Throughout the inquiry, even as Republicans raged against the process and sought to offer benign explanations for Mr. Trump’s conduct, none disputed the central facts that served as its basis: that he asked Ukraine’s president to “do us a favor” and investigate Mr. Biden, a prospective rival in the 2020 campaign, and other Democrats.
Mr. Trump’s impeachment had the potential to change the trajectory of his presidency and redefine an already volatile political landscape. Democrats, including the most vulnerable moderates, embraced the articles of impeachment with the full knowledge that doing so could damage them politically, potentially even costing them control of the House.
The only Democratic dissenters from the abuse of power charge on Wednesday were Representatives Collin C. Peterson of Minnesota and Jeff Van Drew of New Jersey, a freshman who has announced that he will switch parties and become a Republican. Representative Jared Golden of Maine, another centrist freshman, joined them in opposition to the obstruction of Congress charge.
And Representative Tulsi Gabbard of Hawaii, a Democratic presidential contender who has built her reputation as a maverick in her party, voted “present” on both articles.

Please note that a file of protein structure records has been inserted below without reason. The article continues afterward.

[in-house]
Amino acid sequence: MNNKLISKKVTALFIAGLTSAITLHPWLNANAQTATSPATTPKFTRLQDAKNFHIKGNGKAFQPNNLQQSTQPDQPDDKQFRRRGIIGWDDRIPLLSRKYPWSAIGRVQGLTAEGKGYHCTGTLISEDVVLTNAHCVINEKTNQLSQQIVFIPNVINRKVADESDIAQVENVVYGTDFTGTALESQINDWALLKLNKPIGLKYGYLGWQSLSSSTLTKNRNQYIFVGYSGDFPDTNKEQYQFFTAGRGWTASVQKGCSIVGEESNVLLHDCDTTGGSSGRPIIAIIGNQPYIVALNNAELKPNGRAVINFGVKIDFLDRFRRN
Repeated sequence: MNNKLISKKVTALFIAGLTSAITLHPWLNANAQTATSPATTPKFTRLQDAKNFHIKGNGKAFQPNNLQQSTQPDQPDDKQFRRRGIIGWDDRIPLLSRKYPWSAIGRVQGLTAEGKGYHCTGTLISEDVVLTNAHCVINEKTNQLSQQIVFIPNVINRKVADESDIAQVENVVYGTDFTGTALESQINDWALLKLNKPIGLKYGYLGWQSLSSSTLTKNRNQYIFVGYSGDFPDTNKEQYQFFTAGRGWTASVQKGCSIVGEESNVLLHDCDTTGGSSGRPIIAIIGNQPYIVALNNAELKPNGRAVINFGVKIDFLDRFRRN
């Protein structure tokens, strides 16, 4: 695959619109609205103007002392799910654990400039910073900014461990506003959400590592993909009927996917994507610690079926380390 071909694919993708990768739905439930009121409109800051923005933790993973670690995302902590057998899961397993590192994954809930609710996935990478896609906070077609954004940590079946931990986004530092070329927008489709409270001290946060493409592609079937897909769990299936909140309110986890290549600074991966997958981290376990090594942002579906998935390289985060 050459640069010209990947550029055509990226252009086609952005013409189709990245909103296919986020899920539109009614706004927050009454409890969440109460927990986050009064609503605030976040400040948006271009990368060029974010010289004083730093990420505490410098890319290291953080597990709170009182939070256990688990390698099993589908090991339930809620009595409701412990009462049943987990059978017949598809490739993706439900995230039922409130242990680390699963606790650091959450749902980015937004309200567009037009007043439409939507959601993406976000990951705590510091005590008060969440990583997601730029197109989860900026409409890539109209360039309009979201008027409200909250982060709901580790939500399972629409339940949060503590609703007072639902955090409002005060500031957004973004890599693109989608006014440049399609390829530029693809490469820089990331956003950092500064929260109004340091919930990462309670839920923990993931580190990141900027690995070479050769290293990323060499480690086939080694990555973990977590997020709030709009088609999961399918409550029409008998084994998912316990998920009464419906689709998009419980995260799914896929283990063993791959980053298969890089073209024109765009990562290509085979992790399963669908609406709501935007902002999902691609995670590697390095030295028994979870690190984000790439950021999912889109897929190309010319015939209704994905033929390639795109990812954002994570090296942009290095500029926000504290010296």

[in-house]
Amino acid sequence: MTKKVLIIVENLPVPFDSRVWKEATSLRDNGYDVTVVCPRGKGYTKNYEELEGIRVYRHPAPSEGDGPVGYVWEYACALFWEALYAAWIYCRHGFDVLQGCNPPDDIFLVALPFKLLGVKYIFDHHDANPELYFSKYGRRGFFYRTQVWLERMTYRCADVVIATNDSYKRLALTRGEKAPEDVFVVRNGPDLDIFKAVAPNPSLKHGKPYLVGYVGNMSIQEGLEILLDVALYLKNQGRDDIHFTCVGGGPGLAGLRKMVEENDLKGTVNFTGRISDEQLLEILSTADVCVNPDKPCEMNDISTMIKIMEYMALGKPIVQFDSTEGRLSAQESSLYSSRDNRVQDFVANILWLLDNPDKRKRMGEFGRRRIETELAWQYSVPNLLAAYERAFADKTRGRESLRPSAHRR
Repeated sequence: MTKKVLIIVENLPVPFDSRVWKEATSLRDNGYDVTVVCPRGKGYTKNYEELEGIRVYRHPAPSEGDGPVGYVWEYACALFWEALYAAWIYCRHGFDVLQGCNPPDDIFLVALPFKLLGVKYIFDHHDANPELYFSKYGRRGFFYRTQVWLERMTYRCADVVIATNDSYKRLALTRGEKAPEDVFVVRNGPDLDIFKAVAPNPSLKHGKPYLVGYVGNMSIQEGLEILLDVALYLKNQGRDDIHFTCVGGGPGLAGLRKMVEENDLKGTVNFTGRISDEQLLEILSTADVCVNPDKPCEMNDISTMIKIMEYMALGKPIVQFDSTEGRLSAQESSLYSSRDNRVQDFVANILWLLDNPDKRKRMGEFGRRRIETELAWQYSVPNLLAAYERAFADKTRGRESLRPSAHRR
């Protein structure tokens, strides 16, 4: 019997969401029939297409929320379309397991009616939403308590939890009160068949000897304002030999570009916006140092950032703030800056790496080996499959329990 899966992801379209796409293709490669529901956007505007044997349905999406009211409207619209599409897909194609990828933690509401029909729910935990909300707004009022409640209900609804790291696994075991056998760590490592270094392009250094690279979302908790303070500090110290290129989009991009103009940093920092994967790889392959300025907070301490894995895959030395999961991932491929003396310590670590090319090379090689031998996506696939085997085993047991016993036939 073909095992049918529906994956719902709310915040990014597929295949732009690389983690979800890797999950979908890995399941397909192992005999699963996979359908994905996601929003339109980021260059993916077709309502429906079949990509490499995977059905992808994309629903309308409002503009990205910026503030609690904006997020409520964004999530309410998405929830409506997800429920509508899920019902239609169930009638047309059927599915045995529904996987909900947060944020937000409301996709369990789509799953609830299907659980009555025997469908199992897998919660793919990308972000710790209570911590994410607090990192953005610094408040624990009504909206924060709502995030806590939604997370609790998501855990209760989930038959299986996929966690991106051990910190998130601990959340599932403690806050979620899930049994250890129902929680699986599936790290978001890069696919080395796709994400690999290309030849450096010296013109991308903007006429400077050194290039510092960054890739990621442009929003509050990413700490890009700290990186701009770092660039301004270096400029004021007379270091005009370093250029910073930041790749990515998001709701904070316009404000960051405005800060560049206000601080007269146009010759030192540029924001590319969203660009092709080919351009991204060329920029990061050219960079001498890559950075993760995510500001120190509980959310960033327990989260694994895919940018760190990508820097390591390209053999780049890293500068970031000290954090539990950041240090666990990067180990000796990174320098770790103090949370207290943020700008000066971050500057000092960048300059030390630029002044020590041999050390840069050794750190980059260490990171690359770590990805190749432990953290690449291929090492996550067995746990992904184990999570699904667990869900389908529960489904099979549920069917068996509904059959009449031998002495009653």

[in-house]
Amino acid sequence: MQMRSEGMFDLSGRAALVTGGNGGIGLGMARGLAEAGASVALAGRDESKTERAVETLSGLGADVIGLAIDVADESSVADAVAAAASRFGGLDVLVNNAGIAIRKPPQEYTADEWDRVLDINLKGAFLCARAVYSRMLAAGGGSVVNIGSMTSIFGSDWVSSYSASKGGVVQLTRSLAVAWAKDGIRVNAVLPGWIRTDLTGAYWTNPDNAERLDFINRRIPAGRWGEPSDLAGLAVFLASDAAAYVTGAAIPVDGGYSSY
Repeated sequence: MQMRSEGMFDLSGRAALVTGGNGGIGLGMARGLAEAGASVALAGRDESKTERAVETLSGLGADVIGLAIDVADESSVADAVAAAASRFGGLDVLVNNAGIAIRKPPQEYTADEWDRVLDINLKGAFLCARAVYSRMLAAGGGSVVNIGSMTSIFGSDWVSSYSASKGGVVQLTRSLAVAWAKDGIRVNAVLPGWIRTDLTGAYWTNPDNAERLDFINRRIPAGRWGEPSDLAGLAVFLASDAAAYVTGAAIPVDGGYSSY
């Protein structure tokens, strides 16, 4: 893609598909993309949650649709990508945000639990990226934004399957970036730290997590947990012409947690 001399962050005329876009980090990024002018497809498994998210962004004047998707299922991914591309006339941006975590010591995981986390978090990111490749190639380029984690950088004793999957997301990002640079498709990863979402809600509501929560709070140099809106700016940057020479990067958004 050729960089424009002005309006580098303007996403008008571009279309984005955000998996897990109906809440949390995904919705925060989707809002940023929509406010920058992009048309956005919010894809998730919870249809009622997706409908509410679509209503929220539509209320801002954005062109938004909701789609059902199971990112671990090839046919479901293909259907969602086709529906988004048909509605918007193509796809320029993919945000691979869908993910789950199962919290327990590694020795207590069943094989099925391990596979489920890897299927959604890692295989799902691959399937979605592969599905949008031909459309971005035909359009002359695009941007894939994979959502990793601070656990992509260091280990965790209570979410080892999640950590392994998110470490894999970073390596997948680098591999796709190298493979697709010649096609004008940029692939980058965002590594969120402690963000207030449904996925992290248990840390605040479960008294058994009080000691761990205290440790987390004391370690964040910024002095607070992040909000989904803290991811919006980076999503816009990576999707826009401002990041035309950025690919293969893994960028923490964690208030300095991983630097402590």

Republicans tethered themselves to Mr. Trump, as they have since he took office, yoking their political brands and fortunes to his.
The debate proceeded in historic terms in the well of the House, even as an odd sense of inevitability hung over Washington about Mr. Trump’s fate.
“Today, as speaker of the House, I solemnly and sadly open the debate on the impeachment of the president of the United States,” Ms. Pelosi, dressed in all black, said as debate opened on the articles around noon. “If we do not act now, we would be derelict in our duty. It is tragic that the president’s reckless actions make impeachment necessary. He gave us no choice.”
After the votes, Ms. Pelosi would not say when she would transmit the articles to the Senate, indicating she might wait to do so until she got certain assurances about the fairness of a trial. With Mr. Trump and his allies interested in a speedy acquittal, Ms. Pelosi believes slowing the process could force Senate Republicans to set procedures the Democrats like, people close to her said.
Her comments at least raised the prospect that the House could leave for the holidays with the matter unresolved and the timing of the trial in limbo.
In the Senate, Mitch McConnell, Republican of Kentucky and the majority leader, has already made clear he views the House’s case as “weak” and would prefer a swift trial in January that does not call any additional fact witnesses. That would increase the likelihood that Congress will simply never hear from several senior government officials with knowledge of the Ukraine matter who avoided House testimony.